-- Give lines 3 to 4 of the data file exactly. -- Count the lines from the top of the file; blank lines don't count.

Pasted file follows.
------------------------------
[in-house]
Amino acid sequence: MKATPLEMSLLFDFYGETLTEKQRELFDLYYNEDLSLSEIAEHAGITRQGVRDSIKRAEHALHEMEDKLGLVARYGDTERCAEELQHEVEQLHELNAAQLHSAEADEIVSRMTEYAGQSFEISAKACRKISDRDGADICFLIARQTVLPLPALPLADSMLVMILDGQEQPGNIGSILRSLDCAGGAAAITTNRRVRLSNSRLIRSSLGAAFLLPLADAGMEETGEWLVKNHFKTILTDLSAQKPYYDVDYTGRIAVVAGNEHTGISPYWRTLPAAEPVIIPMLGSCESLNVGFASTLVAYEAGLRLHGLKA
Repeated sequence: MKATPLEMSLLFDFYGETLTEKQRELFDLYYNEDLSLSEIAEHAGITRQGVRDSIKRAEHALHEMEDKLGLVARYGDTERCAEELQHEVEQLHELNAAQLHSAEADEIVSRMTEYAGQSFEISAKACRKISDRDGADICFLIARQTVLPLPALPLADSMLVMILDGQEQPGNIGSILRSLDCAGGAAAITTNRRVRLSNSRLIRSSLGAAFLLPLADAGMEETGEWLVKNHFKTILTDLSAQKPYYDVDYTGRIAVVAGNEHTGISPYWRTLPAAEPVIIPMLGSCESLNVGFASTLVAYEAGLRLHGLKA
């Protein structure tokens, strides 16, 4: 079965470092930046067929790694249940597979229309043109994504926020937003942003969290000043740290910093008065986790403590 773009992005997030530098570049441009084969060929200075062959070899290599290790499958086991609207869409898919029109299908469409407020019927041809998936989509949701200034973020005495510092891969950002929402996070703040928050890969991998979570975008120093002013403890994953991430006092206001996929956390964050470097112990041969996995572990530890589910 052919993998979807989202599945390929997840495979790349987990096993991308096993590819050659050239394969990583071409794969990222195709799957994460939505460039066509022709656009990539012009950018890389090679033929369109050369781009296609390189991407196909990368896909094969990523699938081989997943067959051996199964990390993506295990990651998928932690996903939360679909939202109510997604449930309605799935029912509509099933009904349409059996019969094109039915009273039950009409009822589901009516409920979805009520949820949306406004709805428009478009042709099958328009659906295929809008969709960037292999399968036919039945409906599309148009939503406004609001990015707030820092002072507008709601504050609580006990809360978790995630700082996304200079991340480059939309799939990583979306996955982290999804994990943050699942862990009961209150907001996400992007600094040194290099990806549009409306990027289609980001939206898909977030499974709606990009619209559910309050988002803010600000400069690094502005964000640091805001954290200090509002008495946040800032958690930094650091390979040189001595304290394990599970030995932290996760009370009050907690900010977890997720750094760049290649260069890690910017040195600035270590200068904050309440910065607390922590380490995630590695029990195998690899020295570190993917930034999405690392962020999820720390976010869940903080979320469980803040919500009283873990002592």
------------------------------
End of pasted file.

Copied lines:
Repeated sequence: MKATPLEMSLLFDFYGETLTEKQRELFDLYYNEDLSLSEIAEHAGITRQGVRDSIKRAEHALHEMEDKLGLVARYGDTERCAEELQHEVEQLHELNAAQLHSAEADEIVSRMTEYAGQSFEISAKACRKISDRDGADICFLIARQTVLPLPALPLADSMLVMILDGQEQPGNIGSILRSLDCAGGAAAITTNRRVRLSNSRLIRSSLGAAFLLPLADAGMEETGEWLVKNHFKTILTDLSAQKPYYDVDYTGRIAVVAGNEHTGISPYWRTLPAAEPVIIPMLGSCESLNVGFASTLVAYEAGLRLHGLKA
């Protein structure tokens, strides 16, 4: 079965470092930046067929790694249940597979229309043109994504926020937003942003969290000043740290910093008065986790403590 773009992005997030530098570049441009084969060929200075062959070899290599290790499958086991609207869409898919029109299908469409407020019927041809998936989509949701200034973020005495510092891969950002929402996070703040928050890969991998979570975008120093002013403890994953991430006092206001996929956390964050470097112990041969996995572990530890589910 052919993998979807989202599945390929997840495979790349987990096993991308096993590819050659050239394969990583071409794969990222195709799957994460939505460039066509022709656009990539012009950018890389090679033929369109050369781009296609390189991407196909990368896909094969990523699938081989997943067959051996199964990390993506295990990651998928932690996903939360679909939202109510997604449930309605799935029912509509099933009904349409059996019969094109039915009273039950009409009822589901009516409920979805009520949820949306406004709805428009478009042709099958328009659906295929809008969709960037292999399968036919039945409906599309148009939503406004609001990015707030820092002072507008709601504050609580006990809360978790995630700082996304200079991340480059939309799939990583979306996955982290999804994990943050699942862990009961209150907001996400992007600094040194290099990806549009409306990027289609980001939206898909977030499974709606990009619209559910309050988002803010600000400069690094502005964000640091805001954290200090509002008495946040800032958690930094650091390979040189001595304290394990599970030995932290996760009370009050907690900010977890997720750094760049290649260069890690910017040195600035270590200068904050309440910065607390922590380490995630590695029990195998690899020295570190993917930034999405690392962020999820720390976010869940903080979320469980803040919500009283873990002592």